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It’s no secret who shot and wounded Andy Warhol in 1968. But the musical “Pop!”—given an atmospheric production at Washington D.C.’s Studio Theatre—wants us to pretend that there’s a mystery at its story’s core.
“The experience begins on the second floor,” said the greeter in the lobby, but it really began in the stairway leading up from the second floor to the theater. There, actors playing various Warhol hangers-on smoked, groped, and otherwise created the impression that we were entering the world of the artist’s famed Factory. As if in the queue for some bizarre Disney ride, audience members wind past clacking film projectors, multiple period TVs, and a hipster soliciting help in painting names inside a bath tub. After being handed a poster (in lieu of a program), we took seats as a nude (male) photo shoot took place on one side of the stage and the band settled in at the other. Behind the musicians, more Factory denizens lounged on scaffolding.
One of the dangers of such an in-your-face environmental set-up is that the environment can upstage the show itself. That’s partially the case with “Pop!”. And it’s compounded by our knowledge of the Warhol persona.
Most musicals are built around confessional moments. But Warhol isn’t someone we expect—or buy—offering his inner thoughts in rhymed verses. His reaction to being shot—a fey “Ouch”—seems more authentic then his introspective songs. Having him preside over a no-suspense whodunit might have played out in a more interesting way if the show’s creators had been more out there in their approach. As it stands (and even with some terrific music), too much of “Pop!” comes across as Stephen Sondheim’s “Assassins” without the distinct character songs or gravitas. Its passive subject resists the transformational cathartic conclusion of more structured musicals and, at the same time, “Pop!” doesn’t have enough of a style all its own to take us into bold new territory.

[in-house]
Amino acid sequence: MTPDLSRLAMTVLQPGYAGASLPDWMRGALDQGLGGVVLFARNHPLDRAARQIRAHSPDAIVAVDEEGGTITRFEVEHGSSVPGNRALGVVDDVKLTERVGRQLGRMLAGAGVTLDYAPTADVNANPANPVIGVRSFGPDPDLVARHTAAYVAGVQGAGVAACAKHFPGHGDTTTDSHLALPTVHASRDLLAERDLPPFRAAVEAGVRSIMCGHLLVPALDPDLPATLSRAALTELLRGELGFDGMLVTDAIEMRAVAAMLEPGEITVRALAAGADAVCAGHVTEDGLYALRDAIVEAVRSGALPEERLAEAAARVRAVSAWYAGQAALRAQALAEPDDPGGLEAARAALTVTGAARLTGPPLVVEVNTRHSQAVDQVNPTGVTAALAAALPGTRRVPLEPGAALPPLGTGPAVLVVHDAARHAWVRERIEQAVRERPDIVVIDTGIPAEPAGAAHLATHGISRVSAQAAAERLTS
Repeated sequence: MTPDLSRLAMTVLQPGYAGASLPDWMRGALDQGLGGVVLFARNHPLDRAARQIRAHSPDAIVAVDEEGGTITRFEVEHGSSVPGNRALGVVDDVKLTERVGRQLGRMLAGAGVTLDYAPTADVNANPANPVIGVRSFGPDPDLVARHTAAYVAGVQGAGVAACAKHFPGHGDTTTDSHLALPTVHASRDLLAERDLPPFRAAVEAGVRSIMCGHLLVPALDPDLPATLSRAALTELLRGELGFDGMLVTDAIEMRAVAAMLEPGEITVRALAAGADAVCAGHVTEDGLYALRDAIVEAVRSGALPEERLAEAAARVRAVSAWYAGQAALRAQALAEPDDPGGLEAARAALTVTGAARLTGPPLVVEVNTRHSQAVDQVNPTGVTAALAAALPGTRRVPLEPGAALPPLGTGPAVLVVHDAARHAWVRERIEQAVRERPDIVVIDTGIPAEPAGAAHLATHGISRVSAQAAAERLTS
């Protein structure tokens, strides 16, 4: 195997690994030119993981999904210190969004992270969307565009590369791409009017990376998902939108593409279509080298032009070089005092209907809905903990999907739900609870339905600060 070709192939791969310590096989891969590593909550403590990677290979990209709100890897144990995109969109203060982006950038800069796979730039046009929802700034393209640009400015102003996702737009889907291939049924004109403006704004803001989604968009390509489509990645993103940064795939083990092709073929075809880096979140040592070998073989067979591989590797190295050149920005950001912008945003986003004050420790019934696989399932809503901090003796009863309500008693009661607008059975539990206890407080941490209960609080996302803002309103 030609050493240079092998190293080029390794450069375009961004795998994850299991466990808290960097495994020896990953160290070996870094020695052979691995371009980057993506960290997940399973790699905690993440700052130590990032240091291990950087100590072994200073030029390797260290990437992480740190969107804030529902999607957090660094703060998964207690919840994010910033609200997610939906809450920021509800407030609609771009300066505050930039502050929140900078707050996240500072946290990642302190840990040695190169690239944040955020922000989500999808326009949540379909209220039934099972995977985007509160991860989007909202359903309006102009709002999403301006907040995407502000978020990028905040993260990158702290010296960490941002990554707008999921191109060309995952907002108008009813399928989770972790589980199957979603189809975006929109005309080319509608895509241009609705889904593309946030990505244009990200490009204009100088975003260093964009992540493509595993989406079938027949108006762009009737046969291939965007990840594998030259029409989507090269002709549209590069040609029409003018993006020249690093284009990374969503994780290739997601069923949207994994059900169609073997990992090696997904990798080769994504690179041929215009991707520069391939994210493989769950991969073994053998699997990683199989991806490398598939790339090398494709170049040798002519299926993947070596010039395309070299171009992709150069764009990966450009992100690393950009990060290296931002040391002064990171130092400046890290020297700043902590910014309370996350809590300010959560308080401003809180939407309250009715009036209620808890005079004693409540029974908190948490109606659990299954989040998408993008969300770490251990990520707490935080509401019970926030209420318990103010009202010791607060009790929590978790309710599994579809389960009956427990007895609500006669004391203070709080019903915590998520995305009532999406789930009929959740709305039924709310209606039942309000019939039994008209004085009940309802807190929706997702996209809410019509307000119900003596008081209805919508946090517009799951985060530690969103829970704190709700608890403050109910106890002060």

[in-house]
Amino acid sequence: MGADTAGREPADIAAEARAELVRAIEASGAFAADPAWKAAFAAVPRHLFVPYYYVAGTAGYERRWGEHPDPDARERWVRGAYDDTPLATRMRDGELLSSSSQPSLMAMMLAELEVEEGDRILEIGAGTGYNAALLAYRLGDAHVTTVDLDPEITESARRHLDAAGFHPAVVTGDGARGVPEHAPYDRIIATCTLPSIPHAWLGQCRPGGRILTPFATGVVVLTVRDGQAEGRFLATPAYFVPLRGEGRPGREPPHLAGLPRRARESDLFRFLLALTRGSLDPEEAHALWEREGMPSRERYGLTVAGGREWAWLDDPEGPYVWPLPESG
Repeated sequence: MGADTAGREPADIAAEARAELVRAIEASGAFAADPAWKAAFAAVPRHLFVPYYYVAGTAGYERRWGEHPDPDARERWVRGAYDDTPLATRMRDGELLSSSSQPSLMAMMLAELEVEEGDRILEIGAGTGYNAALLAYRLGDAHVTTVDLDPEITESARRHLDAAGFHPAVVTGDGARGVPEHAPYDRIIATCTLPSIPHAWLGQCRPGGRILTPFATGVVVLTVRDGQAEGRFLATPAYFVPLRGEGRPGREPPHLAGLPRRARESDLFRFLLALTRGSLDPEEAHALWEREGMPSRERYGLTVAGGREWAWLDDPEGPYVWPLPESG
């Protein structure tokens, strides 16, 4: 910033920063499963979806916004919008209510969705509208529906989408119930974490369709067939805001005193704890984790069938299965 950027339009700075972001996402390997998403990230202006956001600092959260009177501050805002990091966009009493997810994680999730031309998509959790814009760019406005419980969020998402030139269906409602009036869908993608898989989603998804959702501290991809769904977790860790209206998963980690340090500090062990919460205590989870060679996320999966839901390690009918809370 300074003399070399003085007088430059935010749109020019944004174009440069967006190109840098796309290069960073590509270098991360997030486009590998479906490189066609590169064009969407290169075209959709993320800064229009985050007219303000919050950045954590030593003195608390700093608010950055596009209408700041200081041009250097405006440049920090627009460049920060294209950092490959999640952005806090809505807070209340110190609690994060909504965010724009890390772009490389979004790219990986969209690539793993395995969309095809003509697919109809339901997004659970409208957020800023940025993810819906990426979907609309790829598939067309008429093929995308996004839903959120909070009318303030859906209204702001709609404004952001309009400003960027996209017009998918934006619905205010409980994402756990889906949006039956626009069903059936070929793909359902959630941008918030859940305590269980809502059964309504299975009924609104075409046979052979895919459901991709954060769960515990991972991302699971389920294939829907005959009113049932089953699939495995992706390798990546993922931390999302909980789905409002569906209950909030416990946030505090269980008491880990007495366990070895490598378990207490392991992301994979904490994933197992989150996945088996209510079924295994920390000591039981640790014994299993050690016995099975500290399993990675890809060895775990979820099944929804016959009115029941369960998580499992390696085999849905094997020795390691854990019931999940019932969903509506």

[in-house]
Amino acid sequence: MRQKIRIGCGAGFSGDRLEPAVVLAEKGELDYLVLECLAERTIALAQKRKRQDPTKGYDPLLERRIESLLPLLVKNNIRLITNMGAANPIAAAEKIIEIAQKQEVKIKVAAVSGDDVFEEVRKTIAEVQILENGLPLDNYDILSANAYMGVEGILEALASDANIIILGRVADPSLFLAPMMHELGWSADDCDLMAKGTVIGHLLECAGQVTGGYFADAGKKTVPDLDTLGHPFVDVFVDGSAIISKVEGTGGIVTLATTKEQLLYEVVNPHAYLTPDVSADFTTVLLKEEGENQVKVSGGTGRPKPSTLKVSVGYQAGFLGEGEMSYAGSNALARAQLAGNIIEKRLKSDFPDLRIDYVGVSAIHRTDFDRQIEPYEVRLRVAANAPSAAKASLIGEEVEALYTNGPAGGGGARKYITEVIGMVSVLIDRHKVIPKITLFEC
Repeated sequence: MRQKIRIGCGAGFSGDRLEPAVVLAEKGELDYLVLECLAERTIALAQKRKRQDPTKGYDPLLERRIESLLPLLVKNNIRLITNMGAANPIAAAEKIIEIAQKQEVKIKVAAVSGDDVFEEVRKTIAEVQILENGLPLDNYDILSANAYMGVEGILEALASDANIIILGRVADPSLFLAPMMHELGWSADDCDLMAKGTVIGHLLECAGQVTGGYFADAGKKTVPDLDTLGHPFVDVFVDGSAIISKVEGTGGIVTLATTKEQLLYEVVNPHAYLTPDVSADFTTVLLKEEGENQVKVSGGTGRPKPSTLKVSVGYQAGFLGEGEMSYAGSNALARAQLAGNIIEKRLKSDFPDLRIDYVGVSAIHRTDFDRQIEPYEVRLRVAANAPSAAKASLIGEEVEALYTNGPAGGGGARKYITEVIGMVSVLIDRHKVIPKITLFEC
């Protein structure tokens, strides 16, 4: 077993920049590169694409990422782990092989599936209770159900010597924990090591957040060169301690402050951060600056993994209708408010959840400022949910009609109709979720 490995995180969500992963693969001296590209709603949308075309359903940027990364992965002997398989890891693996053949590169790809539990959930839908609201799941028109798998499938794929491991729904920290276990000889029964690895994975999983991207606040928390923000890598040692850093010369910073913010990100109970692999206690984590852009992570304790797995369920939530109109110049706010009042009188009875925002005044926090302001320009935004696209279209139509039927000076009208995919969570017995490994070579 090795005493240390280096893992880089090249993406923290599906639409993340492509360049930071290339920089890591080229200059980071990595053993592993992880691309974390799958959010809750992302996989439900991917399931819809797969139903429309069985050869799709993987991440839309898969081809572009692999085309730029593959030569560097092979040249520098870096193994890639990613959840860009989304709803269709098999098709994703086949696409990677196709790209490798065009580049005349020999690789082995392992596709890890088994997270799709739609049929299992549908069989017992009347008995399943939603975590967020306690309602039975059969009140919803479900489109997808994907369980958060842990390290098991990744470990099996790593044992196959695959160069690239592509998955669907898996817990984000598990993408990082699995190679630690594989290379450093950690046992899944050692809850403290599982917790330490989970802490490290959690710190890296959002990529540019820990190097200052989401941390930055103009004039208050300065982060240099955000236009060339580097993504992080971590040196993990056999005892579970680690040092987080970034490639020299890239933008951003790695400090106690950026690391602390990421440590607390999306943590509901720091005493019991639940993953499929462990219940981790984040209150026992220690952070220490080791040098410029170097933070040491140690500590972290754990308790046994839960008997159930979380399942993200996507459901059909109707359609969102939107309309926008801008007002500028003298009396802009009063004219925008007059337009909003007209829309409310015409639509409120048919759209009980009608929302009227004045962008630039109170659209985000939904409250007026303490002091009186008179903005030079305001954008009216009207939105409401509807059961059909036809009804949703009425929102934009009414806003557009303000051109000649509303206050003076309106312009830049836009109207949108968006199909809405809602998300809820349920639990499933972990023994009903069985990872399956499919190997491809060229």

That’s not to say that there aren’t pleasures in this Sunday in the Factory with Andy. Projections, props, costumes and set are smartly woven together by a top-notch team. Rachel Zampelli proves an intense, creepy Valerie with a knock-out voice. Tom Story is a playful Warhol. And I wanted to see and hear more of fellow suspects Edie (Marylee Adams) and Viva (Deborah Lubega), each of whom gets a solo number but isn't made maximum use of elsewhere. The use of empty paper bags as a self-conscious metaphor throughout the show is inspired and the music and lyrics by Anna K. Jacobs and Maggie-Kate Coleman, wisely avoids reproducing the sounds of the period in favor of a variation of a Kander and Ebb showbiz style, albeit with heavier guitar. The elements are here. The structure isn’t.
Still, I hope to get a chance to hear “Paper Bag,” “Retrospective” and other “Pop!” songs again. And to see how this promising show continues to evolve.
“Pop!” has been extended through Aug. 28. Shows in the upcoming Studio Theatre season include Alan Bennett’s “The Habit of Art,” Indianapolis-native Lauren Weedman’s latest solo show “Bust,” and the musical “Bloody Bloody Andrew Jackson.” Details here.